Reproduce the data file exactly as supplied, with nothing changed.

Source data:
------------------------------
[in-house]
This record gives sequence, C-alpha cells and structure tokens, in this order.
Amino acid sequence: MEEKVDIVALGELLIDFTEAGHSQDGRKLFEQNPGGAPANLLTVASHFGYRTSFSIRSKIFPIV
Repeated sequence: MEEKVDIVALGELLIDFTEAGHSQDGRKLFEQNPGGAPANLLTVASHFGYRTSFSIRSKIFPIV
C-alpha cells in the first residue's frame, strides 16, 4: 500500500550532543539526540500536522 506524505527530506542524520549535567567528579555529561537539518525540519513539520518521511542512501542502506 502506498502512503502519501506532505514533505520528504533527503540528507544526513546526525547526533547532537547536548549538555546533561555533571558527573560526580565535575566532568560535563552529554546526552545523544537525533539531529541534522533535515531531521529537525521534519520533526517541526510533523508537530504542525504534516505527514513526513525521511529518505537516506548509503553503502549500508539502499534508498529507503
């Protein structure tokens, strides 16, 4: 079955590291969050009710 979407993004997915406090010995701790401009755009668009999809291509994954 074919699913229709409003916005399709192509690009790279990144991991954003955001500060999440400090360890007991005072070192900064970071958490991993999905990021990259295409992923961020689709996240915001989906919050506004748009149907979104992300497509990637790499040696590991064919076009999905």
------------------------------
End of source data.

[in-house]
This record gives sequence, C-alpha cells and structure tokens, in this order.
Amino acid sequence: MEEKVDIVALGELLIDFTEAGHSQDGRKLFEQNPGGAPANLLTVASHFGYRTSFSIRSKIFPIV
Repeated sequence: MEEKVDIVALGELLIDFTEAGHSQDGRKLFEQNPGGAPANLLTVASHFGYRTSFSIRSKIFPIV
C-alpha cells in the first residue's frame, strides 16, 4: 500500500550532543539526540500536522 506524505527530506542524520549535567567528579555529561537539518525540519513539520518521511542512501542502506 502506498502512503502519501506532505514533505520528504533527503540528507544526513546526525547526533547532537547536548549538555546533561555533571558527573560526580565535575566532568560535563552529554546526552545523544537525533539531529541534522533535515531531521529537525521534519520533526517541526510533523508537530504542525504534516505527514513526513525521511529518505537516506548509503553503502549500508539502499534508498529507503
């Protein structure tokens, strides 16, 4: 079955590291969050009710 979407993004997915406090010995701790401009755009668009999809291509994954 074919699913229709409003916005399709192509690009790279990144991991954003955001500060999440400090360890007991005072070192900064970071958490991993999905990021990259295409992923961020689709996240915001989906919050506004748009149907979104992300497509990637790499040696590991064919076009999905």